I learned very quickly that I could not handle two pills at once, and even one was questionable. I began dealing with nausea and dizziness while at work. At one point I wasn’t sure if I was going to throw up or pass out or both. I knew it was probably the new hormones being introduced to my body, but I was also under a lot of stress, barely eating, and a whole other host of things that come with trying to finish grad school and get married in the same week. So I assumed it was just the “adding one more thing” to everything and brushed it off.
Soon, the semester was over, Reid and I got married, and we were making a tiny apartment in Ladson, South Carolina home. I was still not feeling like myself, but I had just (mostly) finished grad school! I had been going non-stop for six years through undergraduate and graduate school, and I was exhausted. I barely remember our first couple weeks of marriage with how much I slept and zoned out from sheer exhaustion. But as time went on and I recovered from six years of sleep debt and constant stress, I still felt… off. I knew I needed three months for my body to get used to birth control. But the fourth month came and I still wasn’t feeling totally normal. So I found a doctor in Ladson and talked to her about changing my birth control to a lower hormone option. I knew the Nuva Ring was a lower hormone dosage, so I asked her about that and she agreed it might be a good option for me.
As soon as my pack of pills ran out, I began trying the Nuva Ring. I loved how easy it was and that I didn’t need to remember to take a pill everyday (I had to set an alarm for myself so I wouldn’t forget). The first week or so, everything was great. Until it wasn’t. I began struggling hardcore emotionally and mentally. I felt like I was going crazy, my normally controlled anxiety went through the roof, and I began to question everything, including my own husband’s love for me. It was a slow, but clear spiral that landed me on a bathroom floor sobbing on the phone with my mom during my second month of the Nuva Ring. Something was wrong and I was a stranger in my own mind. It was worse than any depression or anxiety I had ever been through in my entire life. And let me tell you this: my husband was a saint and incredible through it all. Even when I was questioning if he even loved me (he totally did, and somehow still does).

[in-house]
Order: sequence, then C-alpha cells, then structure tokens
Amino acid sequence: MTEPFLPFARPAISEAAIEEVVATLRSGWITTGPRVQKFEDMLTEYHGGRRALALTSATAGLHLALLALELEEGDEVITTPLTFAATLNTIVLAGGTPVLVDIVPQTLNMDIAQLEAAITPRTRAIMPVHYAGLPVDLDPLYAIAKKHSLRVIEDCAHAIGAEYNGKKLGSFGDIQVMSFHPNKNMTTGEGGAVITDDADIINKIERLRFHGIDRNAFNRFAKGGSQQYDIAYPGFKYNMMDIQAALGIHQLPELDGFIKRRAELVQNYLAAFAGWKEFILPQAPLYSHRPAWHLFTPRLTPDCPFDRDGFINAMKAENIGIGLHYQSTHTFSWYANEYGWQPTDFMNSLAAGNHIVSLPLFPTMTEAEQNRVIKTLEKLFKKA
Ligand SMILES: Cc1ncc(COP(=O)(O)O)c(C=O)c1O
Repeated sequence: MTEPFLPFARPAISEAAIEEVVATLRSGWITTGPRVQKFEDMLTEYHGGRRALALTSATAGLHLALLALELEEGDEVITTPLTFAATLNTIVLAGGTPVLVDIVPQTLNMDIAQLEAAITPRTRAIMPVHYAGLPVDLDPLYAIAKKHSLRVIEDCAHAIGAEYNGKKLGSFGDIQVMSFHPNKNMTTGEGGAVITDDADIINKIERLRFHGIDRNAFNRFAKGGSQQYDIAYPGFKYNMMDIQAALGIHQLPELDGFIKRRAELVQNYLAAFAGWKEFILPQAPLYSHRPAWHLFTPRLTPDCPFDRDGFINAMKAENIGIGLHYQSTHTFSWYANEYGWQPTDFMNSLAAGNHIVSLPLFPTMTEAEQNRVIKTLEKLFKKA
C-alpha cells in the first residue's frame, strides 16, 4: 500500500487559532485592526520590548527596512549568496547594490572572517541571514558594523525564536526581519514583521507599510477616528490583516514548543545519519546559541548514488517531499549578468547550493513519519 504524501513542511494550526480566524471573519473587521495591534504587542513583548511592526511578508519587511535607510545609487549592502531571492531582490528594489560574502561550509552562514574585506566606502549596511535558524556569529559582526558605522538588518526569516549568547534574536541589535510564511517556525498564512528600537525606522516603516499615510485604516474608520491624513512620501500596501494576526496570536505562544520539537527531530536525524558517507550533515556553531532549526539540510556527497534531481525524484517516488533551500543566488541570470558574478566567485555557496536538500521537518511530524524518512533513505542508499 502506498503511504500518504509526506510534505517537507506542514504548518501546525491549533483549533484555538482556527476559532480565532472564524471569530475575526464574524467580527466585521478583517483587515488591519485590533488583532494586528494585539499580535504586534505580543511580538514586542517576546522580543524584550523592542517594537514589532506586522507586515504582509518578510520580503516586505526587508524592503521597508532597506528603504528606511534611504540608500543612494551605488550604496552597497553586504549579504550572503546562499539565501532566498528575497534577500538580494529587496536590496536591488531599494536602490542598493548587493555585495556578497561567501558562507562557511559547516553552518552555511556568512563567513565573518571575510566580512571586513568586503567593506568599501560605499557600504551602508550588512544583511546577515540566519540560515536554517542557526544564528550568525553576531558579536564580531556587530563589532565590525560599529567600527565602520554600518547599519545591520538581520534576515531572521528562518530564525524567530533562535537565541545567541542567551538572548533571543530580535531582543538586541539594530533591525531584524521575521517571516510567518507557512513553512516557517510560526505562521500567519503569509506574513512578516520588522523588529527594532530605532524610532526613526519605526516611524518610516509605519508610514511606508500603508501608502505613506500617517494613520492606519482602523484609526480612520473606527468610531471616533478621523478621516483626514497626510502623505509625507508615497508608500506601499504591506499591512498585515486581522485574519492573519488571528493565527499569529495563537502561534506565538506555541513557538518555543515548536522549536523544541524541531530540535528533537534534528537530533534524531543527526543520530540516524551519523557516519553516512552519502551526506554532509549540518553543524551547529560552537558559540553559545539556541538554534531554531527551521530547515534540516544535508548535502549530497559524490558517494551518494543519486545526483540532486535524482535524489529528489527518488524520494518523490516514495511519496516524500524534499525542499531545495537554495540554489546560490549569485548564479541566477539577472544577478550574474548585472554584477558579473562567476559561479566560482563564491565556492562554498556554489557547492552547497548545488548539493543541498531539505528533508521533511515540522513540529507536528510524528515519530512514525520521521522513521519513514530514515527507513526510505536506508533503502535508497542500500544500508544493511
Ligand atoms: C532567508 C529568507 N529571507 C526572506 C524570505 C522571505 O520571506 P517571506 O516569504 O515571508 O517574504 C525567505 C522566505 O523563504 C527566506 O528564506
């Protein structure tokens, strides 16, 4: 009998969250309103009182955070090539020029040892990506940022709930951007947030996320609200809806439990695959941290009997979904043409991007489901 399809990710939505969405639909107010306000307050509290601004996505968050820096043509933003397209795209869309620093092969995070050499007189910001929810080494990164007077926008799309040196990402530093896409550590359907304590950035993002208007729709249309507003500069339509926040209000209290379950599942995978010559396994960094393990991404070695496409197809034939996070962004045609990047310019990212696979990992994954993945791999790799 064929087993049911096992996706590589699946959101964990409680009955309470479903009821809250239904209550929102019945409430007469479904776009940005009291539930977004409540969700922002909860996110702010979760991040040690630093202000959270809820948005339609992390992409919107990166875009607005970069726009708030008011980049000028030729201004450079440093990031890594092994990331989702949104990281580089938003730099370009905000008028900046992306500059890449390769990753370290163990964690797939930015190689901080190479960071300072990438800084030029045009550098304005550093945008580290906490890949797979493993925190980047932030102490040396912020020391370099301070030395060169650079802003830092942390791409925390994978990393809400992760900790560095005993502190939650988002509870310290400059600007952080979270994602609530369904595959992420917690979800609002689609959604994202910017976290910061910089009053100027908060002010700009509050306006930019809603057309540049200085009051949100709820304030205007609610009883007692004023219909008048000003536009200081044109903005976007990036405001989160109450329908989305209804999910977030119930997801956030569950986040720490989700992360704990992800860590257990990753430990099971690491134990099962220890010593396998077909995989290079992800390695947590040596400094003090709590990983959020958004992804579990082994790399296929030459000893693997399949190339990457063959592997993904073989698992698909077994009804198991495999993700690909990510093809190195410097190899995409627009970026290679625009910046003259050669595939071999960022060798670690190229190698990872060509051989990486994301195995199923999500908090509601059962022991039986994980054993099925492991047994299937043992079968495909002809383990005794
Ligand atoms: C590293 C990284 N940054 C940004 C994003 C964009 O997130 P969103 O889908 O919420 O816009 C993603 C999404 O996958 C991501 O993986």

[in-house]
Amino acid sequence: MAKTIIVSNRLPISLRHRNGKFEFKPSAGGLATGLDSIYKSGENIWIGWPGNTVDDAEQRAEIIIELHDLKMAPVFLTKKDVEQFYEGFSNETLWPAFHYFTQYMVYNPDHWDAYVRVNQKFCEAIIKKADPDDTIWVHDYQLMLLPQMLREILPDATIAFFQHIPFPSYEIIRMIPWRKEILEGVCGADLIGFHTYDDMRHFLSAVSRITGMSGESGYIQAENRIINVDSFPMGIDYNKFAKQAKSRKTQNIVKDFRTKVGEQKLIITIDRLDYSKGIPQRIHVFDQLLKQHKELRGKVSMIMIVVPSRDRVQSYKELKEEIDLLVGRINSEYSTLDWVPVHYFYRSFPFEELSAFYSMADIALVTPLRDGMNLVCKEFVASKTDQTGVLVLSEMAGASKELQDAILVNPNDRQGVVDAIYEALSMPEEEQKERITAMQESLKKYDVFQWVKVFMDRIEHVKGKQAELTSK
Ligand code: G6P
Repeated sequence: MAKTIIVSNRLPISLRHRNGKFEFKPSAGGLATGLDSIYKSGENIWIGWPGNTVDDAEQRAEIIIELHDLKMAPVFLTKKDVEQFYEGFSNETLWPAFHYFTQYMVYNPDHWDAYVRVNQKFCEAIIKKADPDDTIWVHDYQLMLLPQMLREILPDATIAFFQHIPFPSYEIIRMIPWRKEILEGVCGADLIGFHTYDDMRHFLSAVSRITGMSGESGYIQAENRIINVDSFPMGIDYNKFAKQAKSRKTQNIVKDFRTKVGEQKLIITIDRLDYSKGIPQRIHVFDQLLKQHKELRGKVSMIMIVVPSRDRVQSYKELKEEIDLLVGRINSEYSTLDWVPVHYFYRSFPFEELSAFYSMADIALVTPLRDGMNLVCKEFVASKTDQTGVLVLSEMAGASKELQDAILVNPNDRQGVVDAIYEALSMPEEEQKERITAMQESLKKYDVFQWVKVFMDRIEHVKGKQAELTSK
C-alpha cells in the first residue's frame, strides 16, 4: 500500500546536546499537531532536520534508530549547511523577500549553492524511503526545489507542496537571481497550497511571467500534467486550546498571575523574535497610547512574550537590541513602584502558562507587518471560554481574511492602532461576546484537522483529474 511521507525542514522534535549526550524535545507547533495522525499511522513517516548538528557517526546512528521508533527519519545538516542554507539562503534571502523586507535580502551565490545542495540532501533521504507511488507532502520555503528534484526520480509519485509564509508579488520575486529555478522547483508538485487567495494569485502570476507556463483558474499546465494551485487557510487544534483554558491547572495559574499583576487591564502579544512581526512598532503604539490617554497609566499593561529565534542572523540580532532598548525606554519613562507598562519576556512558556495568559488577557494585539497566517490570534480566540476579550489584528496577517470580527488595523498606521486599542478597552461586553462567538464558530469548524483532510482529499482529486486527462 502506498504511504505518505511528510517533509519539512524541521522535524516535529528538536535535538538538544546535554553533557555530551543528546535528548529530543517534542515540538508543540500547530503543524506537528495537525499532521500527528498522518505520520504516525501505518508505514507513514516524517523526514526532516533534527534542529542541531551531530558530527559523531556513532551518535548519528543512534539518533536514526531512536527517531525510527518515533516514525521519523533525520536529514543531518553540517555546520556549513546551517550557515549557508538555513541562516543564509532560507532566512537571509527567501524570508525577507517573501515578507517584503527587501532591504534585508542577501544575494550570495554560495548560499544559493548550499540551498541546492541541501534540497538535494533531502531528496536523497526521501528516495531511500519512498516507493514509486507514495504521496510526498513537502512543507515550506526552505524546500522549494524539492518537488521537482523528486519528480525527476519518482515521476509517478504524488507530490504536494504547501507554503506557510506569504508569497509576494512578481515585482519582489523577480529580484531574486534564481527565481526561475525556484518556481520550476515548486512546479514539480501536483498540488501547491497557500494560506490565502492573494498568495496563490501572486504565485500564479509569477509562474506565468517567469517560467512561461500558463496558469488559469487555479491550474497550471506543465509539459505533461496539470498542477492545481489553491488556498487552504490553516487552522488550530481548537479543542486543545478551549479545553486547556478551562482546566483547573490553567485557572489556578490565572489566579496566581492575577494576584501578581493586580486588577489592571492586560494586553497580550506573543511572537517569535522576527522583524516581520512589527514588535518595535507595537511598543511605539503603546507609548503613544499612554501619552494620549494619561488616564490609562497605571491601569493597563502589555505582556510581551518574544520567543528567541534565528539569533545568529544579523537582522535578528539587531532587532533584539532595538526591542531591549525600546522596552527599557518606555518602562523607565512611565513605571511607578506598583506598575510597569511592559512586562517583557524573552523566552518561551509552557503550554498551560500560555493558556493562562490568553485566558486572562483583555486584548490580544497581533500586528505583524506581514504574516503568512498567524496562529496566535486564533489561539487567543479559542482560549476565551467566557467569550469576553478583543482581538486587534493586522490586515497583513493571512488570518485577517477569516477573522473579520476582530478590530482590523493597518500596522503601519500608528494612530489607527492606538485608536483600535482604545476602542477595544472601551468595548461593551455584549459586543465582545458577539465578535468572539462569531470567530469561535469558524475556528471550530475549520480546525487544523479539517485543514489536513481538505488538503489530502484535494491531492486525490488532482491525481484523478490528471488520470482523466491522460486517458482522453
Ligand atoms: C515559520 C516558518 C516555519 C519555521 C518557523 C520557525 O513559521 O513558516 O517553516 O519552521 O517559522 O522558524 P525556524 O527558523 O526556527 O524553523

Throughout my time on the Nuva Ring, I had begun doing more research into NFP and the book Taking Charge of Your Fertility. I learned that NFP, originally a Catholic thing, fell under the umbrella of Fertility Awareness (Based) Methods, or FAM (or to some, FABM). Thousands of women were turning to this method as an alternative to conventional birth control. And, incredibly, they were using FAM successfully to achieve their intentions (whether that be avoiding, conceiving, or somewhere in between).
Reid and I had discussed FAM off and on throughout my struggles with birth control. I was under the impression that it took up a lot of time, so we agreed to wait to use it until after we had our first child. But two weeks into my second cycle on the Nuva Ring, we knew we needed a better option. For my health and for our marriage.
In twenty-four hours, I got rid of the Nuva Ring, bought the Kindle version of Taking Charge of Your Fertility, ordered a basal body thermometer (an essential, I’d been told), and got added to a Facebook designed for support for those learning and practicing FAM. Those twenty-four hours were life-changing, and for good reason.
I know everyone’s birth control experience is different. But if you are struggling on your current birth control method, I hope this post was an encouragement to you. You are not alone – birth control tends to be hard on most women (even if they don’t realize it). There are other, better options out there. I firmly believe that FAM is the best option for most women, and I wish I had started with it in the first place (and had started seeking out options sooner).
In the coming weeks, I will be sharing both my learning process for the sympto-thermal method (one of the more popular FABM methods and generally what people are referring to when they talk about FAM) as well as what I love about FAM and combatting some myths about the method.